Tackling violent extremism by examining the driving factors of radicalisation and resilience
Violent extremism has gained increased attention from the research community within and beyond the EU. Scholars have mainly focused on the structural and individual drivers of violent extremism. However, little attention has been paid to community dynamics that impact and are impacted by violent extremism. A better understanding is needed of the roles communities play, particularly the factors that make them resilient to violent extremism.
Dealing with the complex issue of violent extremism
The EU-funded PAVE project addresses the knowledge gap on how local communities promote and/or prevent religious or ethno-political radicalisation that leads to violent extremism. “By generating new information about ways that local communities can counteract radicalisation, we provide valuable insights into the tools and mechanisms that the EU and other stakeholders can use in managing the various factors and contexts of violent extremism,” explains project coordinator Véronique Dudouet, senior research advisor at the Berghof Foundation in Germany. The PAVE team conducted fieldwork and case studies on municipalities in the Balkans (Bosnia and Herzegovina, Kosovo, North Macedonia, Serbia) and the Middle East and North Africa (MENA) region (Iraq, Lebanon, Tunisia). They explored political dynamics, the state’s role, and the relevance of past conflicts in violent extremism’s development and persistence. They also looked at the role of religious and civic education and media influences. Results show that these factors have a dual role. Each can exacerbate or mitigate violent extremism. This depends on the context and the way relevant actors are involved. “Vulnerability and resilience to violent extremism are two sides of the same coin,” comments Dudouet.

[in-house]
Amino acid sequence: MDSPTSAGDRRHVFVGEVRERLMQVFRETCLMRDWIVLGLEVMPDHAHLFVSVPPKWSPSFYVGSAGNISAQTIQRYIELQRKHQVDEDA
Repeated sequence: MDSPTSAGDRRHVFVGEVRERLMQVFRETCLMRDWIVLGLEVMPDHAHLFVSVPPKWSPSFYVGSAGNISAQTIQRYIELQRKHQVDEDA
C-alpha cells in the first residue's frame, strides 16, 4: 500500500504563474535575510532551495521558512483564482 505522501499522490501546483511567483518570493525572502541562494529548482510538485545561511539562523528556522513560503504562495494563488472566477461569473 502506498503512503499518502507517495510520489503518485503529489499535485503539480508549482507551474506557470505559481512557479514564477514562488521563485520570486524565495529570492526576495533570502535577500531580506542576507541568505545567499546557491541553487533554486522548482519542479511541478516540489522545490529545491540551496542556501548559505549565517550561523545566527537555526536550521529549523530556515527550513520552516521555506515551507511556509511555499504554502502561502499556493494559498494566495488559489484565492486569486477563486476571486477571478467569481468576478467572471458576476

Involving local actors in finding tangible, effective PVE measures
Findings also reveal that preventing violent extremism (PVE) initiatives can be successful only when actors such as civil society organisations, formal and informal religious leaders, government and administration representatives, security agencies and educators collaborate. A report presents the main research outcomes. Project partners created a toolkit on cross-regional vulnerability and resilience factors among diaspora communities in Europe for a broad audience, including public authorities and practitioners involved in PVE, social integration, social cohesion, intercultural programmes and education. The toolkit was developed together with an interactive risk and resilience map on transnational radicalisation dynamics between the EU, the Western Balkans and the MENA region.
Improving resilience within communities
Another report outlines policy guidelines for multi-stakeholder cooperation in PVE. In addition, policy briefs for all seven countries put forth concrete, targeted and implementable recommendations to foster community resilience against violent extremism. The researchers are currently piloting five training modules. Available both online and offline, the modules can be tailored to the specific needs of the target audience by the training facilitator. “PAVE is raising awareness of the continuing threat of violent extremism and its evolving manifestations along ideological and identity lines, especially as it unfolds alongside societal polarisation in MENA, the Western Balkans and EU Member States,” concludes Dudouet.
PAVE, violent extremism, Balkans, MENA, extremism, resilience, radicalisation, PVE, community resilience